Sphere College Project
I've been a musician, a mathematician and computer scientist, and I've been a lot of places and worked comfortably with people from all walks of life. I worked as a software engineer at Data General Corporation, I've done research at AT&T Labs in New Jersey. One of my greatest joys is figuring out how to make a seemingly difficult idea become simple and understandable---to get at the core of an idea and convey its essence clearly and effectively.
I get to work with some wonderful people. I love learning---and helping other people learn. Knowledge is power, and when people acquire new skills, they feel more powerful in the world... because they are!
I've earned four degrees from highly reputable institutions. The knowledge and skills I acquired put me on stage with some of the worlds greatest musicians. It also allowed me to collaborate with some of the finest software engineers and computer networking researchers. I've been fortunate enough to travel around the world. I want to make these experiences available to others who want to experience them.
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Frequently asked questions
What is your typical process for working with a new student?
We begin by getting to know each other a little. I'd like to get a sense of what my student's life is like, their educational environment, their interests and dislikes, and attitudes and expectations of tutoring. We will answer each other's questions before we begin to dive in.
As we go, I will assess your current skills and suggest goals---short- and long-term. We will determine how much time you can devote to your studies between sessions, and at the end of each session we will decide how your time should be spent.
What education and/or training do you have that relates to your work?
Besides my life experience as both a professional musican and a software engineer working with some of the finest professionals in the world, I have four degrees: two in music and two in computer science. They are:
Bachelor of Music, North Carolina School of the Arts, 1983
Master of Music, Eastman School of Music, 1985
Master of Science, Wake Forest University, 1994
PhD in Computer Science, Georgia Tech, 2004
My work in education has been extensive, and my students have become highly successful, both in music and in computer science. I have taught in a wide range of environments from small colleges to large universities. When I was not in higher education as a student or professor, I was working in extremely high-quality environments, both in music and computer science.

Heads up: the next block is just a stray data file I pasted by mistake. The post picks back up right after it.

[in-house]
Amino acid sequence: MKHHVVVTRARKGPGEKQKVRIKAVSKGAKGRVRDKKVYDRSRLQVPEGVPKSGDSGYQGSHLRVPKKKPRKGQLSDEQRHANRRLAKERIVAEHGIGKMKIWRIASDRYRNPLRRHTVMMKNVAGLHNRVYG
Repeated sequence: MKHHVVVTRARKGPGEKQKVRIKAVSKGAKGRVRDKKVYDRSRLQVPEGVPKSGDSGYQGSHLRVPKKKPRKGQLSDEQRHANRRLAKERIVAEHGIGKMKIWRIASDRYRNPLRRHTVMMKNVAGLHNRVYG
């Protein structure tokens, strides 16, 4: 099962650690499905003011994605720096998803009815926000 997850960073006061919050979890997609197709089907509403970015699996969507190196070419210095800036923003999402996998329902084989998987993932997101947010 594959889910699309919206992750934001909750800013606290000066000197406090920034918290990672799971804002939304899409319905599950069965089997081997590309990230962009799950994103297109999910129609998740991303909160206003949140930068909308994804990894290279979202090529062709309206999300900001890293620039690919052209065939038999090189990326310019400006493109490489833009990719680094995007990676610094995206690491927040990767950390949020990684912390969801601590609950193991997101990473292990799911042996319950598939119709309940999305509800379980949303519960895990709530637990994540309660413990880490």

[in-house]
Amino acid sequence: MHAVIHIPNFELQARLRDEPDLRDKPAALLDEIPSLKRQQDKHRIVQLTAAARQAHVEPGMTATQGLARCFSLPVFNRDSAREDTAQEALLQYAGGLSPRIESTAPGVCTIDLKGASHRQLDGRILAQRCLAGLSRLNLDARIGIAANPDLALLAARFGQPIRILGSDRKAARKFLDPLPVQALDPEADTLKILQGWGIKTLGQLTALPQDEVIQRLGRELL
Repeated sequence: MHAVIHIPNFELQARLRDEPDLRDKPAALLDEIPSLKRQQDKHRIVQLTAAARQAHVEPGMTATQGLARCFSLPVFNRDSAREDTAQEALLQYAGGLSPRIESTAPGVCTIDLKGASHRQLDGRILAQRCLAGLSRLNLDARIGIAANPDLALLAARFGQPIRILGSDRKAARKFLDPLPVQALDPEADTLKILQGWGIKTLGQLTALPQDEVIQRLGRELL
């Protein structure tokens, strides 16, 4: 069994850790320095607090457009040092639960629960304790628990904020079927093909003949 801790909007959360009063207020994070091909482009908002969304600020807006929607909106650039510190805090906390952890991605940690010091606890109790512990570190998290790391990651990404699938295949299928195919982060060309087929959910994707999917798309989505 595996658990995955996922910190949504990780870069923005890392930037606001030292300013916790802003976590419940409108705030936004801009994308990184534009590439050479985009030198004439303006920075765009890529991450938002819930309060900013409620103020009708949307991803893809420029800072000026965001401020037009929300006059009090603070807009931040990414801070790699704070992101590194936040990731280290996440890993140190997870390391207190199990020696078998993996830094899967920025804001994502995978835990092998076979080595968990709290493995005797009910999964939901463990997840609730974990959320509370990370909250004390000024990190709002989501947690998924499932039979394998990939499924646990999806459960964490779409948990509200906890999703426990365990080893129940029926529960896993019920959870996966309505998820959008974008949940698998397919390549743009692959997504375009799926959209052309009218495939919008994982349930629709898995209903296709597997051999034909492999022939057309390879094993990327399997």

Do you have a standard pricing system for your lessons? If so, please share the details here.
I typically charge $50-$80 per hour. I can accomodate people who are experiencing financial hardships as requested.
How did you get started teaching?
I had my first music student while I was still in high school: a younger trombone player admired my playing and wanted to improve. I also had students while I was a student in college, and as I became a full-time professional. I loved teaching, and I eventually became a college professor, both in music and in computer science.
What types of students have you worked with?
I have worked with a wide range of students: master's candidates, undergraduate students at expensive private colleges, homeless people (communication workshops), musicians, computer science students, former inmates, veterans, students from other countries---I've also taught college-level courses in great works of literature and philosophy.
Describe a recent event you are fond of.
The seeds I started about a week ago for my garden have begun to sprout!
What advice would you give a student looking to hire a teacher in your area of expertise?
Try to find someone who is sensitive to your needs, will share in the joy of your successes, but will not give compliments just to keep you as a student. Seek someone who will make suggestions and who will listen to you and let you know through their actions that they understand your needs and concerns.
What questions should students think through before talking to teachers about their needs?
A student should at least have an initial idea about what kinds of goals they have. These may very well change over time to become more realistic---whether more ambitious or more modest, but having a clear direction at all times can help to focus the lessons on reaching the current goals.
At the same time, it can also be quite enjoyable to simply explore different related areas of knowledge without having a specific goal in mind. This can help keep the mind relaxed and open for understanding, incorporating new information and making connections.